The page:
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KASTRATI, ALBULENË
Languages: English
Types: Doctoral thesis
Subjects:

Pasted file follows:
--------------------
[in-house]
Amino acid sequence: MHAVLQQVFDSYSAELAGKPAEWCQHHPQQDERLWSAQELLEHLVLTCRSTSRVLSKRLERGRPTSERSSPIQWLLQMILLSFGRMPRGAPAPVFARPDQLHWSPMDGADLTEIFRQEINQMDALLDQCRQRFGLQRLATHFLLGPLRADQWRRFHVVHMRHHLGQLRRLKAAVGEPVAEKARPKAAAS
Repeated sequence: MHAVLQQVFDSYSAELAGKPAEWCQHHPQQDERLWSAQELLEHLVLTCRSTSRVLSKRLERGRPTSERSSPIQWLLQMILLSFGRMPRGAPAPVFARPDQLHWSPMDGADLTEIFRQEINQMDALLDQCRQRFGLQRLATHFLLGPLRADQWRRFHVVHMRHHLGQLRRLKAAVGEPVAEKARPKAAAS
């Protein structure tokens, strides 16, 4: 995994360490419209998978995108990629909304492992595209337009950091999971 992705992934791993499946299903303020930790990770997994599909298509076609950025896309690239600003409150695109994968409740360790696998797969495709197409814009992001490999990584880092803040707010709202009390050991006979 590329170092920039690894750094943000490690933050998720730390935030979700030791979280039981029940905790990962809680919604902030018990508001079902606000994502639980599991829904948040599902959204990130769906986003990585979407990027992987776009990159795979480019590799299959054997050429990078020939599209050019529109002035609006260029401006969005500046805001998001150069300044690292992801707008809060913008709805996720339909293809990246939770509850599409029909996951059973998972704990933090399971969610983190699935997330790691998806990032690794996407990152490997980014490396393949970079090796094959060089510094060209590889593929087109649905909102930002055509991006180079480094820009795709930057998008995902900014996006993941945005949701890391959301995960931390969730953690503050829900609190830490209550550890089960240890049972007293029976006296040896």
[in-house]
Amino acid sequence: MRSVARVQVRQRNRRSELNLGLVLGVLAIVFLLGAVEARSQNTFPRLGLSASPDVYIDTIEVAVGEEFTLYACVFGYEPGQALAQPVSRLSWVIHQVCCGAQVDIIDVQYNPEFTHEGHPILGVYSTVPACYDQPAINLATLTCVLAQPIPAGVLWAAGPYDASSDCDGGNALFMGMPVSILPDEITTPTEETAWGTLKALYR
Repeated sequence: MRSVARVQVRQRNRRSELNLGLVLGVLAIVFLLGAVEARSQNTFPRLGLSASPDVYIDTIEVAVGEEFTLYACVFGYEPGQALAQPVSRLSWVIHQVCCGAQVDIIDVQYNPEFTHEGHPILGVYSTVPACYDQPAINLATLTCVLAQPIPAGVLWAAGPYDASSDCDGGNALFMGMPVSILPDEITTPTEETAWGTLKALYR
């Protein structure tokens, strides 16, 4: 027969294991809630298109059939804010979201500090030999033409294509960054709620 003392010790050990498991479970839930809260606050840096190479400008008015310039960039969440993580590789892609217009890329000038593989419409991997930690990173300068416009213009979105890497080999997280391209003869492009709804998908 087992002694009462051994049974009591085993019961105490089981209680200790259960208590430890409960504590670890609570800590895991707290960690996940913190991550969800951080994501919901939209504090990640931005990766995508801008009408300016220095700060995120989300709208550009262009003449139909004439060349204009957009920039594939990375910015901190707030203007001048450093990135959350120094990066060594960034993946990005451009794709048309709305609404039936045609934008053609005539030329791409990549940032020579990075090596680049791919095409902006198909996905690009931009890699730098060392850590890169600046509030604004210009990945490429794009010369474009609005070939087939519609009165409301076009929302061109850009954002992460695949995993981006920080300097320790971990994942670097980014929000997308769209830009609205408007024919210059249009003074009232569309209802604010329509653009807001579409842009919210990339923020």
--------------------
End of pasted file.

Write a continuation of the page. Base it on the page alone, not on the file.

The aim of this thesis is to investigate the definition and measurement of the potential output and the output gap, to examine the definition and determinants of the size and the behaviour of excess liquidity in the banking sector in transition economies and last, to explore the theoretical and empirical links between the output gap and excess liquidity. Estimating potential output and the corresponding output gap is deemed as particularly relevant for the conduct of monetary and fiscal policy as well as in providing useful insights regarding the state of the economy, especially for periods with below potential production. One of the most important factors associated with a large output gap may be the efficiency of financial systems in transition economies, in particular the behaviour of banks, as they represent the main source of finance with capital markets being in their infancy. Access to banking loans is one of the main sources of finance for a firm’s growth, while excess liquidity holdings are a feature of several European transition economies. Thus, another research question addressed in this thesis is why do banks in transition economies continuously accumulate excess reserves in the face of seemingly profitable loans to invest in, relative to developed countries, which are also costly to maintain. Criticizing the prior definitions of excess liquidity in the existing literature as imprecise, another theoretical added value of this thesis consists on clarifying the excess liquidity concept and subsequently redefining its measurement. Augmenting the model with risk, regulatory and institutional variables, the findings suggest that involuntary factors that are mainly outside of banks’ control (e.g. lack of credit demand, poor institutional framework) prevail in inducing banks to accumulate excess reserves, relative to the precautionary motive. Treating potential endogeneity issue between excess liquidity and the output gap, the last finding of this research proclaims that rather being in a causal relationship, both are actually correlated via the common observed and unobserved determinants. Due to the lack of a clear transmission mechanism from one to the other factor, rather than pushing banks to reduce excess liquidity to extend lending and consequently to reduce the output gap, a policy implication of the thesis is that other factors outside of the system that are capable of pushing both variables in the desired direction need to be identified. The avoidance of a policy where banks are pushed to reduce excess liquidity is the main policy implication of this chapter, since that may lead into a new wave of bad loans rather than impetus to economic activity.

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